|Commenced in January 2007||Frequency: Monthly||Edition: International||Paper Count: 6|
There need to construct building walls with lightweight masonry bricks/blocks and mortar to reduce the weight and cost of cooling/heating of buildings in hot/cold climates is growing partly due to legislations on energy use and global warming. In this paper, the development of Palm Kernel Shell masonry mortar (PKSMM) prepared with Portland cement and crushed PKS fine aggregate (an agricultural waste) is demonstrated. We show that PKSMM can be used as a lightweight mortar for the construction of lightweight masonry walls with good thermal insulation efficiency than the natural river sand commonly used for masonry mortar production.
This work reports the potential of using Palm Kernel (PK) ash and shell as a partial substitute for Portland Cement (PC) and coarse aggregate in the development of mortar and concrete. PK ash and shell are agro-waste materials from palm oil mills, the disposal of PK ash and shell is an environmental problem of concern. The PK ash has pozzolanic properties that enables it as a partial replacement for cement and also plays an important role in the strength and durability of concrete, its use in concrete will alleviate the increasing challenges of scarcity and high cost of cement. In order to investigate the PC replacement potential of PK ash, three types of PK ash were produced at varying temperature (350-750C) and they were used to replace up to 50% PC. The PK shell was used to replace up to 100% coarse aggregate in order to study its aggregate replacement potential. The testing programme included material characterisation, the determination of compressive strength, tensile splitting strength and chemical durability in aggressive sulfatebearing exposure conditions. The 90 day compressive results showed a significant strength gain (up to 26.2 N/mm2). The Portland cement and conventional coarse aggregate has significantly higher influence in the strength gain compared to the equivalent PK ash and PK shell. The chemical durability results demonstrated that after a prolonged period of exposure, significant strength losses in all the concretes were observed. This phenomenon is explained, due to lower change in concrete morphology and inhibition of reaction species and the final disruption of the aggregate cement paste matrix.
Palm kernel shell is an important bioenergy resource in Thailand. However, due to elevated alkali content in biomass ash, this oil palm residue shows high tendency to bed agglomeration in a fluidized-bed combustion system using conventional bed material (silica sand). In this study, palm kernel shell was burned in the conical fluidized-bed combustor (FBC) using alumina and dolomite as alternative bed materials to prevent bed agglomeration. For each bed material, the combustion tests were performed at 45kg/h fuel feed rate with excess air within 20–80%. Experimental results revealed rather weak effects of the bed material type but substantial influence of excess air on the behavior of temperature, O2, CO, CxHy, and NO inside the reactor, as well as on the combustion efficiency and major gaseous emissions of the conical FBC. The optimal level of excess air ensuring high combustion efficiency (about 98.5%) and acceptable level of the emissions was found to be about 40% when using alumina and 60% with dolomite. By using these alternative bed materials, bed agglomeration can be prevented when burning the shell in the proposed conical FBC. However, both bed materials exhibited significant changes in their morphological, physical and chemical properties in the course of the time.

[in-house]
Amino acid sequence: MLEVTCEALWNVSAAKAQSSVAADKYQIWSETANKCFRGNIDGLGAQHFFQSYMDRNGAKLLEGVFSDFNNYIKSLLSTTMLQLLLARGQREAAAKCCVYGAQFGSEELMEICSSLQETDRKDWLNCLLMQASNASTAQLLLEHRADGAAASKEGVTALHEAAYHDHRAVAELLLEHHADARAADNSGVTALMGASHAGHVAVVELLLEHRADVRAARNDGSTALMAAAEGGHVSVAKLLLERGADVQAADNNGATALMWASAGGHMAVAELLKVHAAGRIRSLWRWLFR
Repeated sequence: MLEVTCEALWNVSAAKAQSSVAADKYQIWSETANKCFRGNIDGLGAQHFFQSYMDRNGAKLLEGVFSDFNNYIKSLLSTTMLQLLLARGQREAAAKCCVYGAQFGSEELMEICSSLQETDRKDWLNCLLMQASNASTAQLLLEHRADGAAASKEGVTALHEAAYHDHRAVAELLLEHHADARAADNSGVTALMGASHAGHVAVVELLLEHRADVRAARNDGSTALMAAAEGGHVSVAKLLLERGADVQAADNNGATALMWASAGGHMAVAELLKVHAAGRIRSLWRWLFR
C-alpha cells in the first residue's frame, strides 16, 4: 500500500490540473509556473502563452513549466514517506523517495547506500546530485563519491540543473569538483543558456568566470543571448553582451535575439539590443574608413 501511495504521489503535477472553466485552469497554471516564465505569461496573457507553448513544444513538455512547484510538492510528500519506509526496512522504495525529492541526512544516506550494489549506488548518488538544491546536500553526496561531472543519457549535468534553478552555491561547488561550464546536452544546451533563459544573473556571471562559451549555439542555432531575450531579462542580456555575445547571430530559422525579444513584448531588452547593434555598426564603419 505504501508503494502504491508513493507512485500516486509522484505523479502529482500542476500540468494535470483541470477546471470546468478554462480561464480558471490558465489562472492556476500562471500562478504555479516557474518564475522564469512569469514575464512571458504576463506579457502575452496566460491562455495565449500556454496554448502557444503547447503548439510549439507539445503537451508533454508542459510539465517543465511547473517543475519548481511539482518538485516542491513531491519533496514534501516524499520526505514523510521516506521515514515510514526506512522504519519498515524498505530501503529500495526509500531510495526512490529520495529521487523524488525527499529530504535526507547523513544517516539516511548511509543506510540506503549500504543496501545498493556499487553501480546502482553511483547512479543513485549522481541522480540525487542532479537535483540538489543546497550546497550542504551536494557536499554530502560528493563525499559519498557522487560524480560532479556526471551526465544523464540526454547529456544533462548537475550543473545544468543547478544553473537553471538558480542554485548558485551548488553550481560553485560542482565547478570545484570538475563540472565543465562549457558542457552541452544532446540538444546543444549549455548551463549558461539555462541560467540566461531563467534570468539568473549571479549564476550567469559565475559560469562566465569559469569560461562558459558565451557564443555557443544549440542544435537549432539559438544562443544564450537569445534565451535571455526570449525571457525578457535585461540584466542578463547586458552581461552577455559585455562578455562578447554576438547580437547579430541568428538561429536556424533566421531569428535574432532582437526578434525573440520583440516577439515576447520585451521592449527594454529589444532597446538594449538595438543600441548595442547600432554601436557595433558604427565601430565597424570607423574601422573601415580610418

In order to fulfill world energy demand, several efforts have been done to look for new and renewable energy candidates to substitute oil and gas. Biomass is one of new and renewable energy sources, which is abundant in Indonesia. Palm kernel shell is a kind of biomass discharge from palm oil industries as a waste. On the other hand, Jatropha curcas that is easy to grow in Indonesia is also a typical energy source either for bio-diesel or biomass. In this study, biomass was used as co-fuel in briquetting of low-rank coal to suppress the release of emission (such as CO, NOx and SOx) during coal combustion. Desulfurizer, CaO-base, was also added to ensure the SOx capture is effectively occurred. Ratio of coal to palm kernel shell (w/w) in the bio-briquette were 50:50, 60:40, 70:30, 80:20 and 90:10, while ratio of calcium to sulfur (Ca/S) in mole/mole were 1:1; 1.25:1; 1.5:1; 1.75:1 and 2:1. The bio-briquette then subjected to physical characterization and combustion test. The results show that the maximum weight loss in the durability measurement was ±6%. In addition, the highest stove efficiency for each desulfurizer was observed at the coal/PKS ratio of 90:10 and Ca/S ratio of 1:1 (except for the scallop shell desulfurizer that appeared at two Ca/S ratios; 1.25:1 and 1.5:1, respectively), i.e. 13.8% for the lime; 15.86% for the oyster shell; 14.54% for the scallop shell and 15.84% for the green mussel shell desulfurizers.